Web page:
HomeNewsBriefEl Salvador Moves Gang Leaders Back to Max-Security Prison
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El Salvador Moves Gang Leaders Back to Max-Security Prison

BARRIO 18 / 19 JAN 2015 BY DAVID GAGNE EN

Several months after the demise of El Salvador’s 2012 gang truce, leaders of the country’s most powerful street gangs are being moved back into maximum-security prisons, finalizing the break with the previous administration’s security policy. 

According to El Salvador’s Security and Justice Minister Benito Lara, authorities have already taken some of the heads of the Barrio 18 and MS-13 street gangs from various lower-security prisons and brought them to the maximum-security facility Zacatecoluca in the central department of La Paz, reported La Prensa Grafica. Lara did not offer details on how many leaders from each of the gangs have already been moved. 

At least 30 of the leaders of the Barrio 18 and MS-13 gangs left Zacatecoluca in March 2012 for minimum-security prisons as part of the agreement with the government that resulted in El Salvador’s gang truce.

Meanwhile as part of the government’s new strategy, former New York City mayor Rudolph Giuliani arrived in El Salvador on January 18 as a consultant to begin working on a plan to improve security in the country. In a recent interview with Salvadoran newspapers, Giuliani spoke of combating the country’s gang problem, creating a more efficient judicial system, and increasing police salaries as strategies for lowering rates of crime and violence in El Salvador.

InSight Crime Analysis

Perhaps the most surprising aspect of the Barrio 18 and MS-13 leaders being brought back to a maximum-security prison is that Salvadoran authorities took as long as they did to make the decision. Initially seen as a success story for its role in reducing the country’s murder count, police officials called the 2012 gang truce “technically finished” as early as March 2014.  By June last year, El Salvador’s homicide rate had reached pre-truce levels. In November, El Salvador’s national security council rejected the idea of restarting talks with the gangs.  President Salvador Sanchez Ceren recently announced his administration would not consider another gang truce as part of the government’s security strategy to reduce what is among the highest murder rates in the region.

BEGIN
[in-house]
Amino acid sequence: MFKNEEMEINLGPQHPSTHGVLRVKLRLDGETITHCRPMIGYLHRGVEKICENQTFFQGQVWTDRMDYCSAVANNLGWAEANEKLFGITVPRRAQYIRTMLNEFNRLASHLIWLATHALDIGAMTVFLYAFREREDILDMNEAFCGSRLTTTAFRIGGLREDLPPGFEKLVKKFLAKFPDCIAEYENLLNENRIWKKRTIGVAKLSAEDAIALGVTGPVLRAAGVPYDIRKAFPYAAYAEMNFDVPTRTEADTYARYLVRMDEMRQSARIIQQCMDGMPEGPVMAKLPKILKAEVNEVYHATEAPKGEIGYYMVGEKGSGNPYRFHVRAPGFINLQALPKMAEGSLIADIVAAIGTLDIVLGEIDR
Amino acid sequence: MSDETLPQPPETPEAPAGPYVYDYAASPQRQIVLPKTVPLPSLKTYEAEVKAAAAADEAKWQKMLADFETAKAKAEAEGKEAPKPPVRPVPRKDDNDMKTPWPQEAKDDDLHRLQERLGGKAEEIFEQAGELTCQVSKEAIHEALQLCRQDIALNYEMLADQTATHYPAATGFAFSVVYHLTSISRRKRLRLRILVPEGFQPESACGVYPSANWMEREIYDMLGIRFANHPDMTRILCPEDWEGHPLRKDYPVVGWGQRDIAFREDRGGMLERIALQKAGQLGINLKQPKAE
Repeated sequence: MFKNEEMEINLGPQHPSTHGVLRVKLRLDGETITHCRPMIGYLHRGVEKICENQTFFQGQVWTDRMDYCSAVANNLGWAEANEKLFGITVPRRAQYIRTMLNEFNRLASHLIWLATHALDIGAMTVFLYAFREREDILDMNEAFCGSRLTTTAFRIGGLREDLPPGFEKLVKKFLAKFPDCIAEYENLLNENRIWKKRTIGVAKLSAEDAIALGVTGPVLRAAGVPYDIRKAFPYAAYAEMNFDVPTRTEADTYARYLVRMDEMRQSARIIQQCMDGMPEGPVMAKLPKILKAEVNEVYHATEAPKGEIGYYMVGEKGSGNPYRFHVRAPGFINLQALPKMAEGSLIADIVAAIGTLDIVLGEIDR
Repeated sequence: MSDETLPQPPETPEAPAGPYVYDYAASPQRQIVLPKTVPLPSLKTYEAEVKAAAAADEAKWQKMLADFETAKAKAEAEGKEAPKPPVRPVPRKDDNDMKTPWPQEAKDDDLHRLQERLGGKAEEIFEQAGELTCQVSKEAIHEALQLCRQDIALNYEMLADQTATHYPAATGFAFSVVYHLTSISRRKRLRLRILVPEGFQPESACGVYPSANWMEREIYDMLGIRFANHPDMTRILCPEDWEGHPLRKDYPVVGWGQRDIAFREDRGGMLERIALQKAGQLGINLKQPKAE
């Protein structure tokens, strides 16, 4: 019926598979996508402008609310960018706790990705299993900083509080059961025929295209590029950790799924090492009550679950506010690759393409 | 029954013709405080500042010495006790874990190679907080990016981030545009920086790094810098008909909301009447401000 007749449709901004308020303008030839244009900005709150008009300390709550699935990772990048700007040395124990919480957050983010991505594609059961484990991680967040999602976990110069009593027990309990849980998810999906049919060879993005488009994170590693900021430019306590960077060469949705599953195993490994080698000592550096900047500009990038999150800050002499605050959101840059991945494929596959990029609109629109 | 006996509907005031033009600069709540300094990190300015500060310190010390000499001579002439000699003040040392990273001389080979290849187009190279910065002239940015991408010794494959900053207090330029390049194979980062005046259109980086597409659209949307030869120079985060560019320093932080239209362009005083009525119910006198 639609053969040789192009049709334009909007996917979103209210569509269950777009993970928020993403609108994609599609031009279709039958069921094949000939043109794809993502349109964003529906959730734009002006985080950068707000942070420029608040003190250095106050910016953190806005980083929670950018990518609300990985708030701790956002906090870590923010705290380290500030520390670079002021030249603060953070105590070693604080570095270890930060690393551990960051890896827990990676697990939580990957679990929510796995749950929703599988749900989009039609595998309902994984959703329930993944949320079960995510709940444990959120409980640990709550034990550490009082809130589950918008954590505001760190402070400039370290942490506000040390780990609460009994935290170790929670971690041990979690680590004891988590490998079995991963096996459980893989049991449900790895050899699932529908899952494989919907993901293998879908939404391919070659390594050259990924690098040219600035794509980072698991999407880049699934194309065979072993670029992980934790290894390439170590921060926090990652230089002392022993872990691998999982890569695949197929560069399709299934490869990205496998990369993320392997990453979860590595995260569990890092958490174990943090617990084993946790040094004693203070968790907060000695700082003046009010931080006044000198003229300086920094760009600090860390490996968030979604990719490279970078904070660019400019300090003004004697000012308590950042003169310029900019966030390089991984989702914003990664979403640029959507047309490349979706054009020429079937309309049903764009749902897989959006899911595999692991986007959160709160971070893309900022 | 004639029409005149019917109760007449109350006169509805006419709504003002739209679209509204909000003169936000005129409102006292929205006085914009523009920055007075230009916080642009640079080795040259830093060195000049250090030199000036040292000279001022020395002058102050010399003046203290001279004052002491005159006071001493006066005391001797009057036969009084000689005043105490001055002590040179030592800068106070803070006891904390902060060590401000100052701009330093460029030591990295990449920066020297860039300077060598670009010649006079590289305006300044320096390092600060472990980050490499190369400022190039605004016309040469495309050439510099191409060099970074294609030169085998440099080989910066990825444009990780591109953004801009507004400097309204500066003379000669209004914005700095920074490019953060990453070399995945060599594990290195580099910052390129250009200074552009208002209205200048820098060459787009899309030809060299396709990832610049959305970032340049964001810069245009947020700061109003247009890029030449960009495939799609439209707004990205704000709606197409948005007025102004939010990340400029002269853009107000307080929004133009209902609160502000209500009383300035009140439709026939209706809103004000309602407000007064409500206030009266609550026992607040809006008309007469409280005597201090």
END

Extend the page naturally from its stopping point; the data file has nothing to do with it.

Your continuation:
SEE ALSO: Coverage of El Salvador Gang Truce

One possible reason authorities took as long as they did to move the gang leaders back to a maximum-security facility is the potential reprisals security forces could face from gang members upset with the move. Bringing the gang leaders to minimum-security prisons was a key government concession during the truce negotiations, as it allowed the heads of the Barrio 18 and MS-13 to maintain contact with gang leaders and activities from behind bars. Considering the gangs’ on-going assault on Salvadoran security forces, authorities may have been hesitant in further provoking the criminal groups. 

As for the government’s decision to hire Giuliani to help improve the country’s deteriorating security situation, it remains to be seen if the move will be money well-spent, as El Salvador is not New York, and given existing questions on how the country will finance its recent proposal to reduce violence. 

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